Why that won’t work:

Because it doesn’t have a door.  That’s the single, massive, overarching problem here.  You know how you’re supposed to leave the door shut on the fridge?  You can’t.  That means that room-temperature air will be constantly flooding into those little holes where you store your stuff and, through the magic of convection, pissing your money away.  Even if you could magically keep those giant dead spaces of air around the gray tray-looking things cold, it would take a phenomenal amount of energy to do so.

Now that that’s out of the way, we can look at the cornucopia of other problems this design affords.  First, they show her pushing items into that honeycomb shape, but they don’t address the fact that this thing is going to have to take up at least twice as much space as it can hold.  No way around it; those hexagonal columns have to be pushed somewhere.  Secondly, what if something isn’t the exact right size for one of those columns?  That means you’re going to have to barely infringe on another one’s space, which means it has to be pushed in, which means more dead airspace that needs to be cooled.  And finally, are people actually losing things in their fridges?  The only way I can think of that you could possibly forget about something for that long is if you’re the kind of person who keeps your fridge ABSOLUTELY FULL at all times, in which case this thing doesn’t have enough space for you. Checkmate.

9. Memory

What it is (in a nutshell):

A coffee maker that remembers you

How it’s supposed to work:

Memory is a coffee maker that uses hand print recognition to make the right cup of coffee for the right person. Whether you want weak, medium or strong coffee or maybe you prefer an espresso to a ristretto. Any way that you might think the perfect cup of coffee is made, Memory will remember every time. You tell it what you want, it scans your hand and the next time you want that exact same cup of coffee Memory is ready and waiting to serve it to you.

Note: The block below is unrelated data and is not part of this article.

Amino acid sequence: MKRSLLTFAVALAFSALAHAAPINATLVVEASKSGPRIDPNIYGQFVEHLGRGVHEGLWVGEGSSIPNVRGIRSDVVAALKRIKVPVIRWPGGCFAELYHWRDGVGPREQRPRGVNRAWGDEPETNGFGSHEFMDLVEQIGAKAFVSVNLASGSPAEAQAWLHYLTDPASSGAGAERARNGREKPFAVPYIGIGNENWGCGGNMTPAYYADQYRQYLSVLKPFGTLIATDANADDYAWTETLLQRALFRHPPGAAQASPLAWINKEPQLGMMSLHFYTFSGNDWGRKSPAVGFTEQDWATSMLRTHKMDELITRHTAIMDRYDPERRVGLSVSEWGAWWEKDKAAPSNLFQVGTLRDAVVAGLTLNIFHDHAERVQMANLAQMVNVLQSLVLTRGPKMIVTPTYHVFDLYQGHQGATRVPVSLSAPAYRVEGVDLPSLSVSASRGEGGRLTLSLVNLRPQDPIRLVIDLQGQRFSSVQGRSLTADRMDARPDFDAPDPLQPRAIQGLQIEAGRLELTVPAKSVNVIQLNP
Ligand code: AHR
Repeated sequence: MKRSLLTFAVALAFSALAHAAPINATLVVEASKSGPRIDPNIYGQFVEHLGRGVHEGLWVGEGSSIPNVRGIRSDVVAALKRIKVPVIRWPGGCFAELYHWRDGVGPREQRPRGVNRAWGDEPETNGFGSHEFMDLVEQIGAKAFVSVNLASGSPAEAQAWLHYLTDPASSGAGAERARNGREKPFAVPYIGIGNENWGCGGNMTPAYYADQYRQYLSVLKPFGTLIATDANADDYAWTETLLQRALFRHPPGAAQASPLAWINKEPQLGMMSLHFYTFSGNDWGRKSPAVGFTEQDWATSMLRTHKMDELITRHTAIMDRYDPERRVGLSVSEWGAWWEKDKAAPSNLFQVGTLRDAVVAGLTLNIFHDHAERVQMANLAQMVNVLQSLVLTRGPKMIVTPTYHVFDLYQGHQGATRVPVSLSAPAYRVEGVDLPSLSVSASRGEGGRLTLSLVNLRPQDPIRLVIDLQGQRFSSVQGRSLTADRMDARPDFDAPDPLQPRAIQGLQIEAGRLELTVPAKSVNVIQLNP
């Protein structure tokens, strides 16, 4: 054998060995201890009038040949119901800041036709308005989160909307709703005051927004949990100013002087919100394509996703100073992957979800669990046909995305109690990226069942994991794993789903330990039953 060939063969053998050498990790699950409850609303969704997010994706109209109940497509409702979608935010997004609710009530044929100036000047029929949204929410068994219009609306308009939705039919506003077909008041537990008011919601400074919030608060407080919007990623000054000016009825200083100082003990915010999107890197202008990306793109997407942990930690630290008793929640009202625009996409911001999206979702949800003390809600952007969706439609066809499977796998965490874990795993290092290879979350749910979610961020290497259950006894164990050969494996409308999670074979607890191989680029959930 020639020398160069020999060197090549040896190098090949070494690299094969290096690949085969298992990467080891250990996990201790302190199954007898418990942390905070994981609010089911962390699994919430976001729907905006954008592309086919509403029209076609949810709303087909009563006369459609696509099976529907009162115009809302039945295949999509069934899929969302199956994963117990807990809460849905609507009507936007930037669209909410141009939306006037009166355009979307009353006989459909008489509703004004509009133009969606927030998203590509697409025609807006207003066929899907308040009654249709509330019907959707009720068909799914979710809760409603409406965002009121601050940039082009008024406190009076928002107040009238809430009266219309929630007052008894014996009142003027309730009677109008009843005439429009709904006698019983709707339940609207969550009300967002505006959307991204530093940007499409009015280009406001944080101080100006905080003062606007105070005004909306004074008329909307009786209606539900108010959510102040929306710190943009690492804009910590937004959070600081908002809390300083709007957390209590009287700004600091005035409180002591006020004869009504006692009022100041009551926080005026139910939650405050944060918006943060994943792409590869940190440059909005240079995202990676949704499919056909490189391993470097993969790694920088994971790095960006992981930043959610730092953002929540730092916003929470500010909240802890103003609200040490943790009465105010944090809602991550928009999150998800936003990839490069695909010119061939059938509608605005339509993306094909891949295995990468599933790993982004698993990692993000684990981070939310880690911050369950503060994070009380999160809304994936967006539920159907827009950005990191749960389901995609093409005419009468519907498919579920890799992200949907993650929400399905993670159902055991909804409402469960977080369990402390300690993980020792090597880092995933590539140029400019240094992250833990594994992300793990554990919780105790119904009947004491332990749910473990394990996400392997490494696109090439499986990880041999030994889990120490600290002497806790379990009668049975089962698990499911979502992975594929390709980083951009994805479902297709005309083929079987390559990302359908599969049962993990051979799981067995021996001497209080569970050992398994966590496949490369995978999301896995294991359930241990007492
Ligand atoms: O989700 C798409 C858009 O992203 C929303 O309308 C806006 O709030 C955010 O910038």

Why that won’t work:

You know what?  It will.  This is the only thing on this list that’s not absolutely, ridiculously, insultingly implausible.  It’s also the only one designed by an Asian person.  Coincidence?

Coffee makers with computers in them that can mix a vast array of different drinks already exist.  Handprint scanners already exist.  Incorporating the two is actually a pretty good idea.  Can you imagine how nice it would be if you could stagger downstairs like the frazzle-haired zombie you undoubtedly look like in the morning and, rather than having to push a series of tiny buttons, you could just slap your hand down on the coffee maker, throw a cup under there, and you’d have your perfect cup right away?  This is the future, people.

I wish I could end on that note.  I wish there were only nine.  But there aren’t.  Sigh.

10. Tastee

It looks like a cattle prod. I wish it were a cattle prod. It’s not.

What it is (in a nutshell):

A tongue.  Yes, really.

How it’s supposed to work:

Don’t you wish you had the sophisticated palette of a professional chef? The Electrolux Tastee is a taste indicator that is used when cooking to assist the chef in bringing out the flavours in the meal. The Tastee is the shape and size of a regular spoon but with one main difference, The Tastee tastes for you. Using receptors based on the human taste bud the Tastee tells you what you need, what you don’t and maybe even something you would never imagine. Tastee helps you make the perfectly balanced, flavourful meal for you and your family to enjoy.

Why that won’t work:

Because taste is not objective.  Sure, it could use chemical sensors and tell you whether something is salty or sweet or sour, but that’s about as detailed as it can be.  Plus, all it can do is tell you how much of something there is.  That’s what computers do.  It can give you an objective measure of the relative concentrations of various chemicals, but it can’t tell you whether that’s too much of whatever it’s measuring.  In order to do that, there would have to be one absolute metric for the correct concentration of a given chemical in a given dish, and if that were true then computers would already be making our food and chefs would be obsolete and the word “taste” would not mean what it means.

You simply cannot just use science to determine if food tastes good.  All this spoon can tell you is that there is a certain amount of salt in your soup, and if you can’t determine with your own goddamn face organs whether it’s too much or not, then you shouldn’t be cooking.

Here’s the thing.  I’m not saying that innovation is bad.  I’m not trying to repress new ideas.  I’m just saying that if you have a new idea, one that you want to put forward and get actual money for and change the world…maybe learn some science first and make sure it’s not physically impossible.

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2 thoughts on “ELECTROLUX’S TEN DESIGN LAB FINALISTS (ARE ALL FUCKING STUPID): PART TWO

  1. Tim Danaher says:

    Errr… No. 7: Why not 'Treet'? Then, at least, they could have got a miserable fucking pun out of it…

  2. Denise says:

    I can actually see a point for the Tastee … for people who have impaired taste / smell (like myself) … we often can't tell if something is off, or too salty etc. So this *might* have some use. A bit. Maybe.